Completed in the 1960s and not changed much since, the Northern Ireland M1 is a mostly two-lane affair that stretches to nearly 40 miles - the longest stretch of road of this standard in the province.
For many years it ended at Dungannon, a terminus that never quite seemed right - there's plenty more of the province west of there but the motorway gave up. In 2010 that was finally put right, when the Northern Ireland Roads Service opened another 12 miles of expressway leading onward from the end of the motorway to Ballygawley, a better terminus to serve Fermanagh and Tyrone. Despite this new road being a direct extension of the M1 it's not a motorway and is instead part of the A4.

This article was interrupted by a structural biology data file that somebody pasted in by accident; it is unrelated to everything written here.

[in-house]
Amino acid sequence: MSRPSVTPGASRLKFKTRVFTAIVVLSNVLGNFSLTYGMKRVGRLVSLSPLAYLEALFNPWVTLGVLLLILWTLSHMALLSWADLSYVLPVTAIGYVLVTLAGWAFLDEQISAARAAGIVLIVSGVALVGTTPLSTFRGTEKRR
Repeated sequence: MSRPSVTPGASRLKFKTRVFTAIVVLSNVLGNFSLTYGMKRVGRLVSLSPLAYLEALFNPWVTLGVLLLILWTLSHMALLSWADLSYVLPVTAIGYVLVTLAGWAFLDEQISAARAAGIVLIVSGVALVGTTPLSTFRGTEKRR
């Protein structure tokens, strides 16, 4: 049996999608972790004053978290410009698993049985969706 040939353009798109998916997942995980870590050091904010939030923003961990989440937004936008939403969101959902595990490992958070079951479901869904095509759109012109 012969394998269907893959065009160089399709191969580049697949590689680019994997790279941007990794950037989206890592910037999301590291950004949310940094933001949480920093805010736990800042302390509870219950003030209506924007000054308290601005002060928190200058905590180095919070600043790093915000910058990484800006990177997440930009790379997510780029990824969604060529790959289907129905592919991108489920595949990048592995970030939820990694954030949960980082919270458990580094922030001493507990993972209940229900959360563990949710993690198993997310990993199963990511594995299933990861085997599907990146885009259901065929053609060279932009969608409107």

The M1 has numerous missing junction numbers, intended for the various expansive motorway plans that the Northern Ireland Assembly had, almost none of which saw light of day once Westminster took control again. Among these are two junctions for the M11, which would have started on the M1, headed around the north of Lisburn, and then crossed it again to go south, and one for the M8, intended as a southern bypass of Belfast.
One missing junction is now missing: it's been used for a new junction that wasn't on the original plans. Number 8 was for the M11 to cross, before heading south to the Irish border. It's now been taken up with a new cheap-and-cheerful exit for the A1, with the original (free-flowing) junction half-closed and now used to access a retail park, mostly. This seems to sum up the development of Northern Ireland's motorways.